and each numbered hair on each small brown face
pressed against the screen, then falling, falling out of sight,
layer upon layer--two hundred bats or more--snuffed,
then shoveled out, bagged, and dragged to the incinerator. 

Let there be a witness.  Let it be me.  I was the pastor's good wife,
who was not good, who did not speak up, who did not speak out. 
Here, I give testimony to their pleading and clawing,
their helpless young clinging, naked and pink,
to their soft undersides. Thirty years, now, and still I weep. 
How is it that a true soldier ever sleeps soundly again
with what was nailed over and boarded up,
what was left inside to die? Blessed be the cursed. 
And pitied be the bats:  feared because they are not beauty,
hated because they subsist on what we detest, what we don't want
anyway, dispensable because they are legion and strange
and do not sing or show bright colors, but are dark
and seek the deeper darkness for their rounds of necessary mercy.

Ghostly in the headlights' glare, chickweed and foxtail
crowd this moonless lane that digs like half-formed memory
between forgetful hills. A bat, two, drop into sight
then shoot straight up like quicksilver moths
beyond the limits of the beams. Another dives
and flies directly at my windshield, but rises sharply
as ash from a wind-killed ember. Mysterious color
of nothing special, a possum ambles in his graceless,
four-handed way along this familiar curve.  He disappears
into cinereal straw at the side of the road, pausing
to glance back just once, his eyes black as accusations.

from Little Fires, Finishing Line Press, 2008

Now Spring

by Alicia Ostriker

Alicia lives in Manhattan Valley, formed by an east-west slash in the granite bedrock that goes downhill from Central Park west to the Hudson River. A stream once flowed down it; now wind from the river funnels up.

Now spring cries out again, I'm here, I'm here
until tulips roar like lions, daffodils scream like witches,
robins puff their chests out, sumptuous maples shout

for a wind to come over and wrestle, but as for us
we belong to the species that thinks it can change the laws
we are the ones that trample and soar and bulldoze

what interferes--she wipes mud from her brow, I'm here
in my beauteous majesty, but we are a little terrified
just half recalling how once we welcomed her


Now her excitement subsides

Now her excitement subsides like a mirage
a winged stillness underneath the shrieks
of children out of school is almost audible

and I too seem to have achieve tranquility
as i walk along ringing a bell of silence
each blooming shrub on a lawn, each wildflower

by the road—the lipsticked azalea, the brass daylily--
seems to offer itself: Aren’t you Whitman’s daughter?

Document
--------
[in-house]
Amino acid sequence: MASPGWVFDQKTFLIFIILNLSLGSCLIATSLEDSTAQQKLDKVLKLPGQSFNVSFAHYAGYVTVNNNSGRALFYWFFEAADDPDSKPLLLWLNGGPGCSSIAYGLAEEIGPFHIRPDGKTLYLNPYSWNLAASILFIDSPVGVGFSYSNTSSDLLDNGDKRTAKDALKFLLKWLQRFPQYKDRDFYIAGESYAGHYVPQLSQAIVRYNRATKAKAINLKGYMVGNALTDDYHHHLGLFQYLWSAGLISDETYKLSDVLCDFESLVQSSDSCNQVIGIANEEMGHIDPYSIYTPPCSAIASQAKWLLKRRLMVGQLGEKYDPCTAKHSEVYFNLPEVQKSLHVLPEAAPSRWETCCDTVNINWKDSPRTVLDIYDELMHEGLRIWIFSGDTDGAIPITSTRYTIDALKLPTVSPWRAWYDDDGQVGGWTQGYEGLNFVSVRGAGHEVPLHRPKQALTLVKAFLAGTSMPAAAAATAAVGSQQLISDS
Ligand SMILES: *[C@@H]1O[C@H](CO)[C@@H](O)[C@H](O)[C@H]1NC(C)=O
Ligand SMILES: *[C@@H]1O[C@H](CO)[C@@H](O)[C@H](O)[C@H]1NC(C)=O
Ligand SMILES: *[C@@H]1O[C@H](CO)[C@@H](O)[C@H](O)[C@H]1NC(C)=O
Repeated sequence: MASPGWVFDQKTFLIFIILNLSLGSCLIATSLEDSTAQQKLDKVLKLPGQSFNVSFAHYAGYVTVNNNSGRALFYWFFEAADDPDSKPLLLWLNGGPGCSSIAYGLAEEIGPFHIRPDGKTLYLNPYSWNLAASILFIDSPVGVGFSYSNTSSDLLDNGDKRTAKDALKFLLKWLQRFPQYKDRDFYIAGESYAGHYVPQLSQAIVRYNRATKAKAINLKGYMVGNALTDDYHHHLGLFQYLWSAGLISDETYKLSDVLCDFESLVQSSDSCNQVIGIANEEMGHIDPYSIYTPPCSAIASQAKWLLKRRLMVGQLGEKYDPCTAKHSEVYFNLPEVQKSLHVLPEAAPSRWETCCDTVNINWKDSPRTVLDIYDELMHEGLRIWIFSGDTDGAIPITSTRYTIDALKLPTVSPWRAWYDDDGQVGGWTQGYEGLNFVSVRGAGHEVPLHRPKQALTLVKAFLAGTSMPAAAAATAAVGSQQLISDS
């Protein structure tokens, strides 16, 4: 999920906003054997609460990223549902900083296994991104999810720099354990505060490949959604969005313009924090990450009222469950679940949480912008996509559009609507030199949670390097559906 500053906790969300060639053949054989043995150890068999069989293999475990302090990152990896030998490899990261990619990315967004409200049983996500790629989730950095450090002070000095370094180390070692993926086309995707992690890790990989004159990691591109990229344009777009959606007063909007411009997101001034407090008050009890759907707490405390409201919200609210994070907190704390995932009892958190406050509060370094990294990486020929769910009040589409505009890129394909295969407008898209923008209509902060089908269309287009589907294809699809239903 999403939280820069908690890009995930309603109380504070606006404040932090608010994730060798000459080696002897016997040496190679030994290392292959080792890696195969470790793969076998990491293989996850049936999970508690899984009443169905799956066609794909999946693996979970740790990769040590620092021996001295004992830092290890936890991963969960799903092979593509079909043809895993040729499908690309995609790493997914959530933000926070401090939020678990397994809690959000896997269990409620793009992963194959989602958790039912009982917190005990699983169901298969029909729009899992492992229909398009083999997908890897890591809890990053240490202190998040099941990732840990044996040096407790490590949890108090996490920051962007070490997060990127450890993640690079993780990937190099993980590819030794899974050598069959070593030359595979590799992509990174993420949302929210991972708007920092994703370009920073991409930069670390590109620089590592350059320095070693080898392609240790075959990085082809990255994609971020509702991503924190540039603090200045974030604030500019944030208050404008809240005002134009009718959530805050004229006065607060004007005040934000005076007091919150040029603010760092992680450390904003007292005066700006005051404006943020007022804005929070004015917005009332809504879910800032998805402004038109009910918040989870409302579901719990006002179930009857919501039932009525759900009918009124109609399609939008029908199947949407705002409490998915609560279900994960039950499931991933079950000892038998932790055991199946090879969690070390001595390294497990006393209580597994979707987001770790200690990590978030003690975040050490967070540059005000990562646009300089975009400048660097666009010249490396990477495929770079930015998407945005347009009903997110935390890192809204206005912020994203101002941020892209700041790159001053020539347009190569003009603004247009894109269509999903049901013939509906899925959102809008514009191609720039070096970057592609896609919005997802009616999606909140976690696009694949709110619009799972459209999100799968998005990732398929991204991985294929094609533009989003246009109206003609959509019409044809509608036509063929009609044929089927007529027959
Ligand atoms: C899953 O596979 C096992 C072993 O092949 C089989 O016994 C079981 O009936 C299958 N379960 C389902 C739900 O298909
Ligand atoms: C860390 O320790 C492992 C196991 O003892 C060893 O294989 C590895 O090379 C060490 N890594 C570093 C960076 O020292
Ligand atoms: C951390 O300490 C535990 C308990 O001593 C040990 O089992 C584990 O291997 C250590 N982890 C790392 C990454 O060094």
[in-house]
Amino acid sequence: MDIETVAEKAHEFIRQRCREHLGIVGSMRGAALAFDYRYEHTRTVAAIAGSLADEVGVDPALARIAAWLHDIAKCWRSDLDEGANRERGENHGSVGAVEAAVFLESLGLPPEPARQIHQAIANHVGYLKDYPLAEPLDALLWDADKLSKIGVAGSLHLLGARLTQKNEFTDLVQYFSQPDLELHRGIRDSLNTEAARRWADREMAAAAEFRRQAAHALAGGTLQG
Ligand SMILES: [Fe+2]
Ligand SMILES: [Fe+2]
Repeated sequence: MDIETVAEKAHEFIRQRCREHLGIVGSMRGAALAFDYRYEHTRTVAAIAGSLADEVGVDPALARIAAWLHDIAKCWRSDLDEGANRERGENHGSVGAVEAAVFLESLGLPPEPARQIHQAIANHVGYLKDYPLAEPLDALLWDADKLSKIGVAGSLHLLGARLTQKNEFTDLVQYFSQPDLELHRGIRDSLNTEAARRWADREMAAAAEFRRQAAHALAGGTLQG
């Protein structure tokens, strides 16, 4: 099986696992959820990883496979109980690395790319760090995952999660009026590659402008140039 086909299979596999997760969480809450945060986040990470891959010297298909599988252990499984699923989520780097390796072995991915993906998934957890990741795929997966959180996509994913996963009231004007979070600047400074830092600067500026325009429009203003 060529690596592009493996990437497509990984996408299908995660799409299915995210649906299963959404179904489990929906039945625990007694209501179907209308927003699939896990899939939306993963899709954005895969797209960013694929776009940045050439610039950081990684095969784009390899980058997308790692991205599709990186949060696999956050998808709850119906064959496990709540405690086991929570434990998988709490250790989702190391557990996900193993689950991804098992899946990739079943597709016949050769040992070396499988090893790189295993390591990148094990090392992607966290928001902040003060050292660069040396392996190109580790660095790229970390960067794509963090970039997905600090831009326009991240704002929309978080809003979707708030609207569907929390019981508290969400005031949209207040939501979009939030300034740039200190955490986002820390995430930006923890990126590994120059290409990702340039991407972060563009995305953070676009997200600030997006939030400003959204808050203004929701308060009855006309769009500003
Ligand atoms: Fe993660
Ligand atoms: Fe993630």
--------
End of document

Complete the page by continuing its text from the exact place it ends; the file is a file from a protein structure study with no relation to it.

Please look at me, please love me


Still a few

Still a few glorious flying amber leaves
but the dark is rising
the grass withered the cones broken

if we think of the countless seeds
wasted by every tree every year
the way each life produces so much death

is a sort of agony and still each seed
down in the dirt is gambling or voting
hoping dear November for the best

Saturday Snow Dec. 10-09

by Michael Lee Johnson

Snow, snow, more snow
on Saturday morning --
doves mount my birdfeeder
full of bright golden corn−
on the wooden balcony they
leave love notes tucked
down at the foot
of my sliding glass doors.

Seed of Greatness

by Charles Ries

Some thought of him as a throw back to the Cretaceous
Period, a yellow belly bottom dweller who, in the midst
of spring’s spawning season, could leap like a porpoise.

We tagged him in Lake Winnebago in 1978 and named
him Mike. He swam down the Fox River, over 14 dams
and locks and into the Great Lakes. Mike was to sturgeons
what Christopher Columbus was to Italy: the outsider,
astronaut, citizen philosopher who followed his own stream.

Washing up on Sandusky Bay in Lake Erie, Mike was
Found ignominiously dead on arrival in the grip of a
commercial fishing net. Wisconsin/Ohio wildlife authorities
concluded his death was the result of spawning stress.
He had lived 100 years. Mike had wandered nearly 400 miles as the
crow flies from a lake his species was never known to leave.

God bless fish like Mike, or men like Mike, or reptiles
like Mike. For out of the million aberrant matings and
progeny they produce, a few mutant seeds grow wilder
than the rest, seeds that carry the promise of leading a
flock, a school, or a race out of its pond and
into a vast uncharted sea.

Originally published in the Milwaukee Journal Sentinel, 2/7/03

This Part of Texas

by Gary Cooke

Gary lives at the edge of the Texas Hill Country in the Lower Colorado-Cummins Watershed near Gilleland Creek.

Squalor is a plastic bag
shredding in the thorns
of a wire fence, trees
blown bare by winter.

In this part of Texas
winter is a whiskery thing,
the face of an old cowboy
too long in the hard light.

You can see the pain
of dry earth, the way cows
kick dust as they search
the barren fields for grass.

In the dirt yards
dogs watch trucks go by
while grey sheds lean
and play sets stand empty.

You wonder what a woman thinks
as she stands, her hair blowing,
arms folded beneath her breasts,
lips as thin as the horizon.

She turns and climbs
the trailer stairs in her blue dress,
the whole sky pressing down
and no way to change the wind.

Originally Published in Borderlands - Spring/Summer 2007

Toilet Tissue from Recycled Paper

by Joan Reinhardt Reiss